The tradition continues however, with Stanley’s daughter Margaret a pianist and son John a ‘cellist.
Olive died in 1925, leaving sons Stanley, Douglas and Ronald, with William in the family home, "Kuranda", no. 46 St Leonard's Rd, Ascot Vale. In 1932 William remarried a lady known as Mabel Allan but died within six months of this marriage.
William’s brother Richard was a ‘cellist, sister Isabella an organist,choirmaster and violinist, sister Anne Mary a violinist. William’s son Stanley was a violinist and violist, and daughter Una a concert pianist who was engaged to Lorimer Fison, musician and conductor of the Moonee Ponds Orchestra before his untimely death in a road accident, before they could be married.
It is not known exactly how many instruments William Dods actually made. An early assumption based on minor bank records and family knowledge seemed to indicate some fifteen or twenty violins and three or four violas, but recent estimates as follows, hint towards many more than this.
Based on the assumption that in this era a typical violin might cost about the equivalent of three months wages, William would need to have made at least four violins a year to keep his family. If he discontinued his first profession as assayer around 1915 as records indicate, and had six children aged between one and fourteen, a steady income was obviously provided for around eighteen years, which equates to a hundred or so instruments. The children weren’t lavished with private school education and attended the Ascot Vale primary school - which is in keeping with the estimated income. All of the instruments appear to have been made in Ascot Vale, the earliest in the collection dated 1919 and the most recent 1929. All are made from European timber, probably on the advice of William Dow who had previously experimented with local timber.
There was obviously a “change-over” period between careers, as William left many hand drawn plans for violins on his assaying business forms and letterheads before his violinmaking started in earnest. The instruments have some unique features such as “f” hole shape and placing, and overall instrument shape. Small features to the untrained eye perhaps, but very obvious to a luthier.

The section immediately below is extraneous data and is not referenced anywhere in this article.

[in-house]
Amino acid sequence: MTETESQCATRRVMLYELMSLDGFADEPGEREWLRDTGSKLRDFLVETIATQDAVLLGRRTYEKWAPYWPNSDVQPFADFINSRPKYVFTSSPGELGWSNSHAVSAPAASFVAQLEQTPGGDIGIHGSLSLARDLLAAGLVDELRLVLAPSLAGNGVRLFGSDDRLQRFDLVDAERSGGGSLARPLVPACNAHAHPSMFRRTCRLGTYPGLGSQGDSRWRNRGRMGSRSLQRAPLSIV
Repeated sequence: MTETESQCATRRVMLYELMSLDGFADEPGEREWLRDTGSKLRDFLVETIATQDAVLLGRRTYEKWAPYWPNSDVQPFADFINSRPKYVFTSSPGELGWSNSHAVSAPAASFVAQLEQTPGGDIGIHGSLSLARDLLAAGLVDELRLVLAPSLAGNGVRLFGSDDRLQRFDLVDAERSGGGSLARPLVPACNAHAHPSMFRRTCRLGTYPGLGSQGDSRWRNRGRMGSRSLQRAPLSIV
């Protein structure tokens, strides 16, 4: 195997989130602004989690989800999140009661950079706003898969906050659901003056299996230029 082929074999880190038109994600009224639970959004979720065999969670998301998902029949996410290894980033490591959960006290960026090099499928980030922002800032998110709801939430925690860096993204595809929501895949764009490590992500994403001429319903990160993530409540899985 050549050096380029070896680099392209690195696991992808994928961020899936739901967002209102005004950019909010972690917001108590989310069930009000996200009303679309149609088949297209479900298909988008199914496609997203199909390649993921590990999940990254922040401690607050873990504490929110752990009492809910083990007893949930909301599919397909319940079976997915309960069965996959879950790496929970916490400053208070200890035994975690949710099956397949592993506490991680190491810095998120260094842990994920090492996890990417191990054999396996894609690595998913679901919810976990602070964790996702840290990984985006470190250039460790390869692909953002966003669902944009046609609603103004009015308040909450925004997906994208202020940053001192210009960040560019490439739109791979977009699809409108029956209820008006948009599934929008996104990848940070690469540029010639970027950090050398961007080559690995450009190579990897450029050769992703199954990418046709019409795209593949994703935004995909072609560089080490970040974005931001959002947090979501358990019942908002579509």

William also went to the trouble of making his own “varnish” with which to coat his instruments and sold bottles of the secret formula to other violinmakers. It seems he didn't carry his musical manufacturing so far as to include bowmaking. This was, and still is a totally separate field of expertise.
William and Olive began their family but the house soon became too small and they moved yet again, this time to 46 St Leonard’s Road where they completed their family of six children over the next fifteen years.
William’s business address, where he carried out his busy and apparently rewarding assaying profession in the early 1900’s, is listed as Temple Court, Melbourne. However as gold became increasingly scarce, so too did his assaying work and with a wife and six children to support he obviously needed a steady income.
The long standing family appreciation of music and the making thereof is indicated once again as William decided to became a violin maker. It seems he was a close friend of the renowned Melbourne violin maker William Dow, (http://streetsofsouthmelbourne.wordpress.com/2007/01/16/dow/) who probably assisted him considerably with advice in his new career.
William Whinfield Dods, son of Scottish “store owners” Richard and Jessie Dods, was born in Marong Victoria in 1871, the second of six children. The family were all musically inclined, played a variety of instruments and seemingly participated in all of the local musical events of the era.
When William was just a young lad, his father Richard took a stand in the 1880 “Great Exhibition” in Melbourne where he won a substantial award for his locally grown muscatel raisins. Almost simultaneously it seems, he bought a quartet of stringed instruments, specially crafted for the exhibition by the renowned German company “Wolff Brothers”, from their stand which was almost opposite his own. The instruments were taken home to Marong and presented to his children as he saw fit over the succeeding years. (One can only wonder just what his wife Jessie said to him on returning from the exhibition.) The fine craftsmanship of these instruments must have left an impression on young William over the years as his musical education continued.
William Whinfield Dods - Violin Maker
Following a recent request from the National Museum in Canberra, the collection of William Dods four violins and one viola, in addition to many sketches, photographs, tools and accessories will be handed over after the instruments have been given a final “airing” before being preserved in Canberra for posterity. All of the collection has been in the Dods family from William’s time. Recitals have been given in Ascot Vale where he lived and worked, and Western Victoria where he grew up.
WWD viola dated 1921